Behind the scenes: WP1 investigating innovation

As we saw in our previous blog post, in WP1 our partner organisations are busy mapping the status and trends of forest-based research in Europe.

In Task 1.2 led by BOKU, partners are also investigating innovation in European forestry and the forest-based sector. They are aiming to provide an overview of innovation activities, as well as looking at the trends and dynamics – for example innovation types, state of development and factors affecting innovation development.

  • A literature review of innovation-related scientific papers is under way to discover the research gaps and needs, and key lessons learned.
  • They have begun to analyse the CORDIS database of EU projects and will also analyse patents (ESPACENET).
  • Surveys and expert interviews will also take place.

In the CORDIS database analysis, we are exploring how EU research projects have targeted innovations in forestry and the forest-based sector since 2007. What are the trends in innovation, and what significant developments have occurred across the different EU funding periods?

We found 614 innovation-related projects in the CORDIS database. Our preliminary results show that FP7 had a strong focus on innovation in forest products, which was continued in Horizon 2020. However H2020 also saw a noticeable increase in projects relating to social aspects of forests and forest policy. So far, Horizon Europe has a more balanced distribution.

We can also dive further into the topic and sub-topic areas across all 614 projects. For example, we can see that forest products is the most prominent category, with a strong focus on wood products, followed by technologies and planning. This might reflect the economic importance of timber products in comparison to other aspects of forestry.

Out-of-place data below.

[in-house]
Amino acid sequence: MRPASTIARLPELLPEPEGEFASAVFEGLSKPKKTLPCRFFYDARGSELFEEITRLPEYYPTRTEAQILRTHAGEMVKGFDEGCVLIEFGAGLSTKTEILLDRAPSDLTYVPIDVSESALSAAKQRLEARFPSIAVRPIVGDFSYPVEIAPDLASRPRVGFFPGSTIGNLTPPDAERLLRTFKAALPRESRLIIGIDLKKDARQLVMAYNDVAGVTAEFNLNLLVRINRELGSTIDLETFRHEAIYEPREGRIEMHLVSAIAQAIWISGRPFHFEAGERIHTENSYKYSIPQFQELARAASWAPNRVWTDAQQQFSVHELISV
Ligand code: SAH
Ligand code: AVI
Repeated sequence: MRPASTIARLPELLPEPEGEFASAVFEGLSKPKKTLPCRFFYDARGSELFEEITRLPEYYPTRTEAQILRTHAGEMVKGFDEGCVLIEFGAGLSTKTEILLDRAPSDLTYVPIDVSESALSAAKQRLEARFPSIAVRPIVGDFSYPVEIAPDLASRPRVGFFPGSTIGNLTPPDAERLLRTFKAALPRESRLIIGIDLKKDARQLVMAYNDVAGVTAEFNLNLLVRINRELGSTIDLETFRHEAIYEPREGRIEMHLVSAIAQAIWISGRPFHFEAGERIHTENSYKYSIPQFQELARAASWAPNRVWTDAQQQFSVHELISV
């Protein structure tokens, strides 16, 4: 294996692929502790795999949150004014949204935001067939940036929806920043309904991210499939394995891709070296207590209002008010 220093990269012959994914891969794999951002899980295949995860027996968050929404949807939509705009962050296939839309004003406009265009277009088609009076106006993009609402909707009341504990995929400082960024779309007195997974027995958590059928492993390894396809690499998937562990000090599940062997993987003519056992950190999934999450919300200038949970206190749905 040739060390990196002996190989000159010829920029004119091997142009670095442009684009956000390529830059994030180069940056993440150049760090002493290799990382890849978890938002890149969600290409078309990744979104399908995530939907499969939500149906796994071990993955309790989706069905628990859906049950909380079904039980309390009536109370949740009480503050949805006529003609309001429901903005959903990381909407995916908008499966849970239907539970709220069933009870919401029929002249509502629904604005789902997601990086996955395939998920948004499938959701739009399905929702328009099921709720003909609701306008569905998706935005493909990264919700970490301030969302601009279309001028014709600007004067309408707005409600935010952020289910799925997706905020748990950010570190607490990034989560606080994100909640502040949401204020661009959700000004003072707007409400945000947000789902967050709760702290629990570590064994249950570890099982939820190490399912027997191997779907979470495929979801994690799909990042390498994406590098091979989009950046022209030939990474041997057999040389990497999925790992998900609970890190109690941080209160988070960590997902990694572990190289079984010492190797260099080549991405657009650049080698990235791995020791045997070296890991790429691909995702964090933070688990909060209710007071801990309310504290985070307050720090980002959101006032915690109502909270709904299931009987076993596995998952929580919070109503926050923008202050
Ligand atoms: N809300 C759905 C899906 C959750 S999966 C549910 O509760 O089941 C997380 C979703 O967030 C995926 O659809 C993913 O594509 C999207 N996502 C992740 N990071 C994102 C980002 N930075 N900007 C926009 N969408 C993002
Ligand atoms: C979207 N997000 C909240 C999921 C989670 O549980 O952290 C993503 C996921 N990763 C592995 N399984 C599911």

Management and social policy elements also receive significant attention, implying an integrated approach to forestry that encompasses economic, social and management considerations.

We can also look at types of innovation – whether it relates to a product, process, marketing or organisational innovation, for example. Our results show most projects related to process and product innovations.

What do we do next with this information? Our next step is to complement it with expert interviews with selected innovators and key experts, to uncover all the factors affecting innovation activities. We’ll also conduct surveys with partners, governments and interest organisations to uncover the role of all the supporting and impeding factors in data collection.

In parallel there’s also an ongoing investigation of funding and governance structures (Task 1.3) – more on this in a future blog post!

Featured image: Riccardo Annandale on Unsplash